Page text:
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Flux: Various Types & How to Choose

Attempting to divide flux materials into corrosive and non-corrosive categories is a misleading and inaccurate method of classification. Every material used as a fluxing agent is corrosive to some degree. It is this corrosiveness that chemically cleans a metal's tarnished surface creating an environment where solder can flow and bond. A more accurate method of classification is to first classify the available fluxes as rosin based or water-soluble and then either organic or inorganic and then determine the various sub-groups or categories of each of these classifications.

I - Rosin Based fluxes (Organic)

These fluxes are made from rosin, (the purified product is known as water-white rosin) which is extracted from pinesap. A wide variety of compounds may be added in order to increase the flux's cleaning and deoxidizing abilities. Therefore this classification can be subdivided into three separate groups, as follows:

  1. R (rosin only) - This type of flux is the least active and is generally recommended for use on surfaces that are all ready very clean. It is intended for this type of flux to leave virtually no residue behind.
  2. RMA (rosin mildly activated) - This type of flux contains activators that have been added in order to enhance its cleaning and deoxidizing abilities. It will leave a minimal amount of inert residue behind. That residue should be non-corrosive, tack free and be substantially free from ionic contamination after cleaning.
  3. RA (rosin activated) - This type of flux also contains activators that have been added and is the most aggressive of the rosin-based fluxes. Although it leaves the most residues behind, these residues can be easily removed by using the appropriate type of flux cleaners.

These flux groups are the only ones specified for mil spec work (ANSI/IPC-SF-818 Class 3 or Mil-F-14256E) in electronic applications.

II - Water Soluble Fluxes

(The flux itself is not water soluble, but the residue that remains after soldering usually is.)

Organic Materials:

These Non-Rosin based organic fluxes are more active than Rosin Activated fluxes and can be divided into three groups.

  1. Organic Acids - These, being organic materials, are temperature-sensitive. They are slow acting, with only a marginal ability to remove tarnishes. They remain corrosive after use and any condensed fumes must be removed. Not all are water-soluble and generally organic solvents are used for clean up. Included in this group of acids are: oleic, stearic, citric, lactic, and others.
  2. Organic Halogens - These, being organic materials, are temperature-sensitive. They are fast-acting with good tarnish removing abilities and are used because of the easily available halogen ion. They are more corrosive by comparison than other organic fluxes. Their condensed fumes must be removed. Cleaning should take place immediately after soldering is completed.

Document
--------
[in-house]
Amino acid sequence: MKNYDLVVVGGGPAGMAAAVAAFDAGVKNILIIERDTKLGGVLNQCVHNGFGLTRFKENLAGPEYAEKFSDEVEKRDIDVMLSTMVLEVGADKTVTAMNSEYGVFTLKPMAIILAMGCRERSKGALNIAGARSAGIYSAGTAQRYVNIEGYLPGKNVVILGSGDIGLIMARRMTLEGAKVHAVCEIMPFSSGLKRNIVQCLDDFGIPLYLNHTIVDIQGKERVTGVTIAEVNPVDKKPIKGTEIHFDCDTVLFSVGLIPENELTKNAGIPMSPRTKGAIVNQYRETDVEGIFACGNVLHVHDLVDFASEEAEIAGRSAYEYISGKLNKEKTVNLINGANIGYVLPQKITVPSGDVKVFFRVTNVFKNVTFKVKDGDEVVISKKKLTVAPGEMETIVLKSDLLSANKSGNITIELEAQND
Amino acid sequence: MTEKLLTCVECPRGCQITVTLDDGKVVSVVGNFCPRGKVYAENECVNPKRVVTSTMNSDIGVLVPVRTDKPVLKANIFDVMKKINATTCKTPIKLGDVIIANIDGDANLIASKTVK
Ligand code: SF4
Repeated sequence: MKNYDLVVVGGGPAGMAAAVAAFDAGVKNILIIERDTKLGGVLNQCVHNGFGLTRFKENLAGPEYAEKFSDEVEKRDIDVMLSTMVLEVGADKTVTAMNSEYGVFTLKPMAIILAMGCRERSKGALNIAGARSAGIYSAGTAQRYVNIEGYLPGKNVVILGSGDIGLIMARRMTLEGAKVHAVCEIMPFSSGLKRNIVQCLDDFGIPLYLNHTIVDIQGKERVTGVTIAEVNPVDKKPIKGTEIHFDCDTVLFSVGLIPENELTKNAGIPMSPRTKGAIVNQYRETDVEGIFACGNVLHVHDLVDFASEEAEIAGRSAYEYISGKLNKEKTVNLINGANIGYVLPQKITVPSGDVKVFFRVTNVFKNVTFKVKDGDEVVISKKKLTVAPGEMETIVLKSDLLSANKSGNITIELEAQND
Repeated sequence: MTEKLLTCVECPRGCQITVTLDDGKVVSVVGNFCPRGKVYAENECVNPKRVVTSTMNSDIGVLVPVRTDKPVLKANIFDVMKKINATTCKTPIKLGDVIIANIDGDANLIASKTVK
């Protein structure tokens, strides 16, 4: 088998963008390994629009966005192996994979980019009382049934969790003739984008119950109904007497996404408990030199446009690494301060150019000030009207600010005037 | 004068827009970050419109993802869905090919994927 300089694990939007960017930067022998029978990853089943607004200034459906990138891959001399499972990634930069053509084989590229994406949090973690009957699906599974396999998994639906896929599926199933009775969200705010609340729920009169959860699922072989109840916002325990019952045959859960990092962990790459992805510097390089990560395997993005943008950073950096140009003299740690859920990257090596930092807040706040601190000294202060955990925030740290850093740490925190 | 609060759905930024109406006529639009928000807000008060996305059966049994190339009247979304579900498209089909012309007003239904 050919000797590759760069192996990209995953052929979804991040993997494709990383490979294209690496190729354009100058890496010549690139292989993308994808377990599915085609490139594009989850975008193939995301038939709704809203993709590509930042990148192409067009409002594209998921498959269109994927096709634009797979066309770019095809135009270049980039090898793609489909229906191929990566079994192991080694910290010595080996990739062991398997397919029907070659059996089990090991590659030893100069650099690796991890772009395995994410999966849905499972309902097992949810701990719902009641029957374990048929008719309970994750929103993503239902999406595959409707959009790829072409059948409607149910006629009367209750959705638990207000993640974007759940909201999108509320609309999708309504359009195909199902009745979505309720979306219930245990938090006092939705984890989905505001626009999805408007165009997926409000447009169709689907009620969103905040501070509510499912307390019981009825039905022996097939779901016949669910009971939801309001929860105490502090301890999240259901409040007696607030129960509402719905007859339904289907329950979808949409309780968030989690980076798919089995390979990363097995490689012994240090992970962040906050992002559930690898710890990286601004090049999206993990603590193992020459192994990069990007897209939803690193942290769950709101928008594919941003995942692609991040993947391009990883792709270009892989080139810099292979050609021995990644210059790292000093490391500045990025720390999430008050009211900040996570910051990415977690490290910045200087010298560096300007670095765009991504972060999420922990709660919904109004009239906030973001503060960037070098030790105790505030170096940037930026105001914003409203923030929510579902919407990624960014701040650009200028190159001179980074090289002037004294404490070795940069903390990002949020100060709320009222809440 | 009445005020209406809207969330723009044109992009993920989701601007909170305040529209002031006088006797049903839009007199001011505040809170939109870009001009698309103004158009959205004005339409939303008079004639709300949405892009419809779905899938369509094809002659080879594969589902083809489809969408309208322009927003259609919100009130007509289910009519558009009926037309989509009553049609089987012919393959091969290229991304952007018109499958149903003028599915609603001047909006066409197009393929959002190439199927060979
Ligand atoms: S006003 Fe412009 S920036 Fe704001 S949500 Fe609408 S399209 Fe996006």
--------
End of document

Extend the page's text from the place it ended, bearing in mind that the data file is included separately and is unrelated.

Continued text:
3. Amines & Amides - These, being organic materials, are also very temperature-sensitive. Amines are organic derivatives of ammonia, while combining a carboxylic acid and a nitrogen compound (like ammonia) forms amides. This is a group of additives that are used because they do not contain halogens. Derivatives of amines and amides (like aniline phosphate) are also used as fluxing materials.

Inorganic materials:

This type of flux is the most active, aggressive fluxing material of all and can be divided into three groups.

  1. Inorganic Acids - These acids, not often used by them selves, are a vital part of inorganic solder-flux combinations. They are fast cleaning materials and will remove all common types of oxidation. They are stable and active at soldering temperatures and are very corrosive before, during and after the soldering process is complete. Their condensed fumes must be removed (generally by using aqueous solutions) or be neutralized. Cleaning should take place immediately after soldering is completed.
  2. Inorganic Salts - These salts are less dangerous than acids in fluxes. They are fast cleaning materials that become very active when molten and are stable at soldering temperatures. They are not as corrosive when they are in salt form except in humid atmospheres. Their condensed fumes must be removed (most are water-soluble) or neutralized. It could be necessary to soak them in a slightly acidic solution to form soluble complex salts and then continue with normal aqueous rinsing procedures.
  3. Inorganic gases - These gases become chemically active at elevated temperatures. Clean surfaces, free of foreign materials, are required for this type of flux to perform adequately. In addition, special equipment will be required, because of the hazardous nature of this group. This group includes materials like dry hydrogen and hydrogen chloride.

Factors to consider in choosing your Fluxing Agent

Understanding the various types of fluxes available is important. However there are some very specific operating parameters that are also required of flux materials in order to maintain soldering as an economical method of joining metal surfaces. As you evaluate these operating parameters, please remember that they are "intentionally" not being listed in any specific order of priority, because their level of importance may change dramatically from one application to the next.

We hope you found this information helpful and educational. If you require more detailed information please feel free to contact us.

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